May 31, 2017

3073 TURKEY (Central Anatolia Region) - Mevlevi Sema ceremony (UNESCO ICH)

The Mevlevi is an ascetic Sufi order founded in 1273 by the followers of the Persian poet and Islamic theologian Jalal ad-Din Muhammad Balkhi-Rumi in Konya (capital of the Anatolian Seljuk Sultanate), from where it gradually spread throughout the Ottoman Empire. Today, they can be found in many Turkish communities throughout the world, but the most famous centres are in Konya and Istanbul. The Mevlevi are also known as the Whirling Dervishes due to their famous practice of whirling as a form of dhikr (remembrance of God).

A dervish is an initiate of the Sufi path; the whirling is part of the formal Sema ceremony and the participants are known as semazen-s. The Sema (which means "listening") was practised in the samahane (ritual hall) according to a precisely prescribed symbolic ritual with the dervishes whirling in a circle around their sheikh. It represents a mystical journey of man's spiritual ascent through mind and love to the "Perfect". Turning towards the truth, the follower grows through love, deserts his ego, finds the truth, and arrives at the "Perfect". He then returns from this spiritual journey as a man who has reached maturity and a greater perfection, able to love and to be of service to the whole of creation.

The dervishes wear a white gown (tennure) (symbol of death), a wide black cloak (hırka) (symbol of the grave) and a tall brown hat (kûlah or sikke) (symbol of the tombstone). Following a fast of several hours, the whirlers begin to rotate on their left feet in short twists. The body of the whirler is meant to be supple, with eyes open but unfocused so that images become blurred and flowing. A musical repertoire called ay›n is played. Based on four sections of both vocal and instrumental compositions, it is performed by at least one singer, a flute-player, called neyzen, a kettledrummer and a cymbal player.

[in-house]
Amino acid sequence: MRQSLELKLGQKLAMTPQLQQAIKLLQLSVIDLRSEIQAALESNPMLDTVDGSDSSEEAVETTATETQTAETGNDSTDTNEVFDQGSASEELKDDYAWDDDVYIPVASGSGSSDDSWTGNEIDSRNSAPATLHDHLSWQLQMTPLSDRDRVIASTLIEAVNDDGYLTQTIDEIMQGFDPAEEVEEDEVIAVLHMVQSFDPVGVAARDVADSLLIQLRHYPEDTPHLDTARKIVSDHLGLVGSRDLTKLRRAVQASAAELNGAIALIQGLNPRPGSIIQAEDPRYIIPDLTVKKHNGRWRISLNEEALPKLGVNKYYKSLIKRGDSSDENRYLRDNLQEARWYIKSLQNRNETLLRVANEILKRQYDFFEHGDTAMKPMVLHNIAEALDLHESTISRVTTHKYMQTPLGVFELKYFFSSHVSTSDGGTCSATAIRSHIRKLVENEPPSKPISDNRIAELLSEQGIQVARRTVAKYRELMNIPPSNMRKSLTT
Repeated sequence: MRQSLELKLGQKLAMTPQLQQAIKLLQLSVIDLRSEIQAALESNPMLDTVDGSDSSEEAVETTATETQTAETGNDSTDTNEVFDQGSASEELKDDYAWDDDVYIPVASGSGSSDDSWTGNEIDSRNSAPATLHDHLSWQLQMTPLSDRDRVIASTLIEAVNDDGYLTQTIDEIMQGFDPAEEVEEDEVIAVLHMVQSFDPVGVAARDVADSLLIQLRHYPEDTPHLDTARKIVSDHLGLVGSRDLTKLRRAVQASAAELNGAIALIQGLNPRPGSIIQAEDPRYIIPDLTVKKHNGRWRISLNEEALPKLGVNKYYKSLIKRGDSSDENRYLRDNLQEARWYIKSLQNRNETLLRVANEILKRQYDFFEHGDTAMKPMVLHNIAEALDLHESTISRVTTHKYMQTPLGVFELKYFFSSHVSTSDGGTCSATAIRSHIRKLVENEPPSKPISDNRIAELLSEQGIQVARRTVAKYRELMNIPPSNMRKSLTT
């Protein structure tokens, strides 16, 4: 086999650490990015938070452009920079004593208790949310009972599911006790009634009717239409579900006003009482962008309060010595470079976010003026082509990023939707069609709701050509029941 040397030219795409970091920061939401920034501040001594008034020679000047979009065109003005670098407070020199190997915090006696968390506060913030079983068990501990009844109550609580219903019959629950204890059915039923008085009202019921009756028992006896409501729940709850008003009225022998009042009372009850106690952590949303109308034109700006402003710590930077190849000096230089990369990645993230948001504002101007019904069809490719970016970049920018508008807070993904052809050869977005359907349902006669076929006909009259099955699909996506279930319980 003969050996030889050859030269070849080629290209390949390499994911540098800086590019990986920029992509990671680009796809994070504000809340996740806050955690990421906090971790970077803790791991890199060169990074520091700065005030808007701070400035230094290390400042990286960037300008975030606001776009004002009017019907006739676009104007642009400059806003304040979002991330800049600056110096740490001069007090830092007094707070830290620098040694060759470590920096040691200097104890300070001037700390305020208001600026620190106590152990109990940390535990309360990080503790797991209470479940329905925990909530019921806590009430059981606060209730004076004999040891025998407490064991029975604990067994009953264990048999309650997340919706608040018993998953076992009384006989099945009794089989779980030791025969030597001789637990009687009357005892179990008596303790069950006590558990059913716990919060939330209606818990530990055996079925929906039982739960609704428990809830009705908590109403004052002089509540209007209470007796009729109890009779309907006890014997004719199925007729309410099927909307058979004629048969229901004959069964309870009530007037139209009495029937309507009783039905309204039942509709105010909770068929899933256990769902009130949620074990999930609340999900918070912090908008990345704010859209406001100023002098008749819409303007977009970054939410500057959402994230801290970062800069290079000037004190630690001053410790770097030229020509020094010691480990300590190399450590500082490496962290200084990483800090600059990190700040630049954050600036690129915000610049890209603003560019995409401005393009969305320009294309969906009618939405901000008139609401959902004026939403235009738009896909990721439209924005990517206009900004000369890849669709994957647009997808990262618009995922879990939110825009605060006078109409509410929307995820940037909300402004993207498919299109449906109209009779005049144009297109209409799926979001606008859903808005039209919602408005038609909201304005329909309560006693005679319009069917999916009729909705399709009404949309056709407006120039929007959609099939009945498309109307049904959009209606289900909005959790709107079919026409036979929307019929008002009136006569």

Dancers used to receive 1,001 days of reclusive training, where they learned about ethics, codes of behaviour and beliefs by practising prayer, religious music, poetry and dance. After this training, they remained members of the order but returned to their work and families. As a result of secularization policies, all mevlevihane were closed in 1925.The Turkish government began to allow performances again, though only in public, in the 1950s, restrictions were eased in the 1990s.

About the stamp

The souvenir sheet, depicting Beylerbeyi Palace, was issued on April 21, 2017.

Mevlevi Sema ceremony - UNESCO official website
Mevlevi Order - Wikipedia

Sender: Burak Inceyer (direct swap)
Sent from Konya (Central Anatolia Region / Turkey), on 18.05.2017 

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